But living that mission every day is tough – even for me, someone who spends nearly every day in the kitchen! After a long day of cooking for other people, I am just as likely as anyone to fall victim to the convenience of Seamless Web and eat a disgusting amount of Pad Thai while watching The Voice.
So during this next year of FMP, I’m trying to find small ways to tweak my lifestyle – changes that will allow me to feel less guilty about my more hedonistic, Adam Levine loving behavior while still being true to my health. And I’m going to be bringing you into the conversation a lot more with my Wellness Wednesday series.
This healthy lemon tart was the first bite of sugar I had since ditching sweets along with alcohol and caffeine last month. It’s made with coconut oil instead of butter and raw honey instead of refined sugar. The crust is gluten and dairy-free. And the result tasted incredible, even if half a slice made me want to run around my apartment like a hyperactive toddler.
My experiment may involve some extremes – like last month’s detox – in order to find the middle ground. But I hope that by finding balance – through this lemon tart recipe and beyond – I’ll be able to help some of you take those baby steps towards living a happier, healthier life without losing all the things (like dessert) that make living so fun. Because what good is a sandbox if you can’t play in it?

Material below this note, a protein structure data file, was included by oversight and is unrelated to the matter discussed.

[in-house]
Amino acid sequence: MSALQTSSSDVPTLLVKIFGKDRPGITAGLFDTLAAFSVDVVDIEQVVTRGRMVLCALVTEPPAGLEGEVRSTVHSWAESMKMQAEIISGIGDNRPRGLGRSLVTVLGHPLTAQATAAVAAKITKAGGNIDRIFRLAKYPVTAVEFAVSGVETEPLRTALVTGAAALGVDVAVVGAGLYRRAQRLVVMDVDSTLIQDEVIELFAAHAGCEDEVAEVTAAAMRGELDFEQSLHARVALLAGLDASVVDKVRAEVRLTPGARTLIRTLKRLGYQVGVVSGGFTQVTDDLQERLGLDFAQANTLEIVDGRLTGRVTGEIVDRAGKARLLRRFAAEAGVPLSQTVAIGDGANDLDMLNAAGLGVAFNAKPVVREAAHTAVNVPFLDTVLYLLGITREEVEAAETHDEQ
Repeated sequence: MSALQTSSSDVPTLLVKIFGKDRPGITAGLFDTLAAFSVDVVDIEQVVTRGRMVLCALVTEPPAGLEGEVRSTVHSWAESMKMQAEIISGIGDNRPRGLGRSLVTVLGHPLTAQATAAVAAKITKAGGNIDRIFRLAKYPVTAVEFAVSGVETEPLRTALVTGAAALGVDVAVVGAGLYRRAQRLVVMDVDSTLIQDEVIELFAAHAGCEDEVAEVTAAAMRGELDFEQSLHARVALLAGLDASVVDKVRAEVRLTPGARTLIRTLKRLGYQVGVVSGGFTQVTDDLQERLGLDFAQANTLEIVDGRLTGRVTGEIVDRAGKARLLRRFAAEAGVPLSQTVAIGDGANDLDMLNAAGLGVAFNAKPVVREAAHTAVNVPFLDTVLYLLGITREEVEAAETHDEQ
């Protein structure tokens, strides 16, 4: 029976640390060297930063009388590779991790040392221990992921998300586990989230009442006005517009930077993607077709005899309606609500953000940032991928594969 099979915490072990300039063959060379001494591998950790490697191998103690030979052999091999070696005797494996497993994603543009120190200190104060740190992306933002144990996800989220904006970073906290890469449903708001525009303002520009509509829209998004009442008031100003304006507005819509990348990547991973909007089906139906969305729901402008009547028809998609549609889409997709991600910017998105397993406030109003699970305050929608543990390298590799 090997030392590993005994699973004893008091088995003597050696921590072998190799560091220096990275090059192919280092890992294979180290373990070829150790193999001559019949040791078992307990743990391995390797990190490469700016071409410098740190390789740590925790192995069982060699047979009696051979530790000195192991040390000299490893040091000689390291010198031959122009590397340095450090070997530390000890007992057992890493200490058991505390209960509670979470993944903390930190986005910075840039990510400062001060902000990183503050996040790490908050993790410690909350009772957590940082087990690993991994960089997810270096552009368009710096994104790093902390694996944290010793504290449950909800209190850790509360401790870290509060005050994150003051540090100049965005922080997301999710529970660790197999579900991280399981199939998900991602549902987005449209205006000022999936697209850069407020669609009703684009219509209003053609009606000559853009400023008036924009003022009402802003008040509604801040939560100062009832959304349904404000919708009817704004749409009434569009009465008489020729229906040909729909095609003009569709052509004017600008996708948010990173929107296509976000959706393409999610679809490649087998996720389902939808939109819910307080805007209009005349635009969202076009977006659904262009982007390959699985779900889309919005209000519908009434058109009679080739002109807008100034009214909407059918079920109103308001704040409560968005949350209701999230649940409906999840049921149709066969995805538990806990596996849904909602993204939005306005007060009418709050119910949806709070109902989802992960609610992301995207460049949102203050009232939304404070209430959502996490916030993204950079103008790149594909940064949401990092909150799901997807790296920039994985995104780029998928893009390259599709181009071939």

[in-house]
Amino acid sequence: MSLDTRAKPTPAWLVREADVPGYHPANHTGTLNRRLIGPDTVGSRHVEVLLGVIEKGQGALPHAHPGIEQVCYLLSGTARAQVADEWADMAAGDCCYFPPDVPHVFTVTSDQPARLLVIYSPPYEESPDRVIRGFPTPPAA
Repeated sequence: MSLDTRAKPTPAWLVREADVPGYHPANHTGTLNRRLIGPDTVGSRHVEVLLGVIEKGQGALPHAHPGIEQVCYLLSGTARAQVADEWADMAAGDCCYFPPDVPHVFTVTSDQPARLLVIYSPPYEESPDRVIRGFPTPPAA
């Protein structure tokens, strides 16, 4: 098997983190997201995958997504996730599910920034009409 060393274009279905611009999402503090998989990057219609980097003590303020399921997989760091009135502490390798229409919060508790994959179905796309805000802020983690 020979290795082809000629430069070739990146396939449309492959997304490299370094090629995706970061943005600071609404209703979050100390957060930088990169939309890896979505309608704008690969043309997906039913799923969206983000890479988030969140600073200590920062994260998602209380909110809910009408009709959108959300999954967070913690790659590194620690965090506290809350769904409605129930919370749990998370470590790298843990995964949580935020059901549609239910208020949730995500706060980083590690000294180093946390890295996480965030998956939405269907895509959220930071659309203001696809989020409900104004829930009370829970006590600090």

Thank you for sticking with me through this journey. You feed me more than you could ever know.
- 2 cups blanched almond flour
- ½ teaspoon sea salt
- 2 tablespoons melted coconut oil, plus more for greasing
- 1 large egg
- 3 eggs
- ¼ cup raw honey
- ¼ cup coconut oil
- Zest and juice of 2 lemons (about ½ cup)
- Preheat the oven to 350 degrees. Line the bottom of a 9-inch tart pan with parchment paper. Grease the sides with oil or butter.
- In a small food processor, pulse the almond flour and the salt until combined. Add the oil and egg and pulse a few more times until a dough forms. Warning: it will be very sticky.
- Transfer the dough to the center of the tart pan. Using a sheet of plastic wrap or greased palms, press the dough out into an even crust, coming just ¼ to ½ an inch up the sides. Bake in the oven for 8 to 10 minutes, until firm an beginning to brown. Remove and let cool.
- Meanwhile, make the curd: in a medium saucepan, whisk the eggs and honey until smooth. Set the pan over medium-low heat. Add the coconut oil. Cook, whisking occasionally, until the oil is melted, about 2 minutes. Add the lemon juice and zest and continue cooking, whisking gently, until the mixture begins to thicken, about 5 minutes. Remove from the heat immediately and continue whisking to avoid any clumps. Some people will strain the mixture at this point. But I’m too lazy.
- Transfer the curd to the cooked tart crust and smooth in an even layer with your spatula. Allow to cool so the filling sets and serve at room temperature. If you’re eating dairy, a little whipped cream can’t hurt.